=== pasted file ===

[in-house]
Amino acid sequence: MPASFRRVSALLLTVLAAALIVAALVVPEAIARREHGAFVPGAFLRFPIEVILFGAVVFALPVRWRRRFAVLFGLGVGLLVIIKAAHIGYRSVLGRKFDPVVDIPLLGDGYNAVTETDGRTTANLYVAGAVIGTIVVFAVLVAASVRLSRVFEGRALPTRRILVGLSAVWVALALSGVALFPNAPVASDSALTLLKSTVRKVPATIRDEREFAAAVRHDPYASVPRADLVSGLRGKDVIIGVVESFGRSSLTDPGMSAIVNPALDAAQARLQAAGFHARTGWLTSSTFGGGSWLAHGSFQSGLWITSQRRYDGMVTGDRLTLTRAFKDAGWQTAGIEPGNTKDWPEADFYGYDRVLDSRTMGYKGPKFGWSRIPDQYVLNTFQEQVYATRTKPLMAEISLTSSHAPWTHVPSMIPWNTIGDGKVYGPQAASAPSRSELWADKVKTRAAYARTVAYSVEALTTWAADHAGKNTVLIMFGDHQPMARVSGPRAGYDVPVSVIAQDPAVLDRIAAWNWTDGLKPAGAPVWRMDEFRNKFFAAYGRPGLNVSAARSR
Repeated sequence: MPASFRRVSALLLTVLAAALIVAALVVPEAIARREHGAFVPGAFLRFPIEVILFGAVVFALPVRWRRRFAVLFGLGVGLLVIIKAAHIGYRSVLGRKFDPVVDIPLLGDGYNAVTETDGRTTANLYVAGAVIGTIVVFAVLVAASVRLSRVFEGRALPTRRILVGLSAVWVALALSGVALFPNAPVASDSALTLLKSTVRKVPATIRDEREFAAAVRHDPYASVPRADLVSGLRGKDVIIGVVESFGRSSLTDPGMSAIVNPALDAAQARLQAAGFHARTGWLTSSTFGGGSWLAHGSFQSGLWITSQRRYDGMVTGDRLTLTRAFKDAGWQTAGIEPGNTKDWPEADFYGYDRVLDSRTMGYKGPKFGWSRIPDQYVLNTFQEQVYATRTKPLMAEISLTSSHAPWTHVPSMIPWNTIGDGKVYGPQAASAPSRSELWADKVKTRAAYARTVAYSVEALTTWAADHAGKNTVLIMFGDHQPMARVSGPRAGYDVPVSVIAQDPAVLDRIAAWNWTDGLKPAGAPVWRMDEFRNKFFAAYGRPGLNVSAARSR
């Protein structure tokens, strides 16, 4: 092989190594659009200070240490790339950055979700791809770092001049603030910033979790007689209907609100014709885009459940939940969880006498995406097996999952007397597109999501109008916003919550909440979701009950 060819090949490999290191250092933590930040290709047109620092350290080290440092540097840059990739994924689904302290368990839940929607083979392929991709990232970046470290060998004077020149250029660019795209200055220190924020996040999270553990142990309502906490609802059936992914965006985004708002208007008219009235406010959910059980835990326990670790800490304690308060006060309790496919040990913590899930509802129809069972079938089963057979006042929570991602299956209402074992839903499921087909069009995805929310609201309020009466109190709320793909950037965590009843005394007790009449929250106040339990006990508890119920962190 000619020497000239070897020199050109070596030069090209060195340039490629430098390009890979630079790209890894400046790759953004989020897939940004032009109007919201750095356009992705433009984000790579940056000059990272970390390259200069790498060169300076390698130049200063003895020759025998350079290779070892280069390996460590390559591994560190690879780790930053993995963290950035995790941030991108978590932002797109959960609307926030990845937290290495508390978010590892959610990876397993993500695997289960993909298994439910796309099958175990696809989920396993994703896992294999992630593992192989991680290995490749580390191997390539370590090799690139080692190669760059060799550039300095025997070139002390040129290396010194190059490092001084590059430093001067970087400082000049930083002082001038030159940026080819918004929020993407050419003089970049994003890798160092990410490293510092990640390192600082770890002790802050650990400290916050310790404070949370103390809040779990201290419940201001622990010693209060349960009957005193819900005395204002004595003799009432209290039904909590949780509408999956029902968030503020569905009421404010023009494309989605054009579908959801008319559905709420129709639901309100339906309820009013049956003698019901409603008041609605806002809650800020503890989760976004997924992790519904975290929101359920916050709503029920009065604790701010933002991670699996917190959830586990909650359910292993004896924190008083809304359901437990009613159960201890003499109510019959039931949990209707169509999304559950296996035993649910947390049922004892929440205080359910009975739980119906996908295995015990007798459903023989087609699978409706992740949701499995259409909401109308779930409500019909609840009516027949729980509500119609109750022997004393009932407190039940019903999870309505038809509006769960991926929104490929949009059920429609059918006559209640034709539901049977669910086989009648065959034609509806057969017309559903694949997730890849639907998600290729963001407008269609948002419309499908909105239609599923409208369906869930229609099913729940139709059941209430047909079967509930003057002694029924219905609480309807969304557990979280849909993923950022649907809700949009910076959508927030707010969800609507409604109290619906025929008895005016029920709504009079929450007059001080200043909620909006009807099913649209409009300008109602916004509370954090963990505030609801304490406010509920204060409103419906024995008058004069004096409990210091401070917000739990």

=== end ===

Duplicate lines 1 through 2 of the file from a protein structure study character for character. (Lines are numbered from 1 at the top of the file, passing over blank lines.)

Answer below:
[in-house]
Amino acid sequence: MPASFRRVSALLLTVLAAALIVAALVVPEAIARREHGAFVPGAFLRFPIEVILFGAVVFALPVRWRRRFAVLFGLGVGLLVIIKAAHIGYRSVLGRKFDPVVDIPLLGDGYNAVTETDGRTTANLYVAGAVIGTIVVFAVLVAASVRLSRVFEGRALPTRRILVGLSAVWVALALSGVALFPNAPVASDSALTLLKSTVRKVPATIRDEREFAAAVRHDPYASVPRADLVSGLRGKDVIIGVVESFGRSSLTDPGMSAIVNPALDAAQARLQAAGFHARTGWLTSSTFGGGSWLAHGSFQSGLWITSQRRYDGMVTGDRLTLTRAFKDAGWQTAGIEPGNTKDWPEADFYGYDRVLDSRTMGYKGPKFGWSRIPDQYVLNTFQEQVYATRTKPLMAEISLTSSHAPWTHVPSMIPWNTIGDGKVYGPQAASAPSRSELWADKVKTRAAYARTVAYSVEALTTWAADHAGKNTVLIMFGDHQPMARVSGPRAGYDVPVSVIAQDPAVLDRIAAWNWTDGLKPAGAPVWRMDEFRNKFFAAYGRPGLNVSAARSR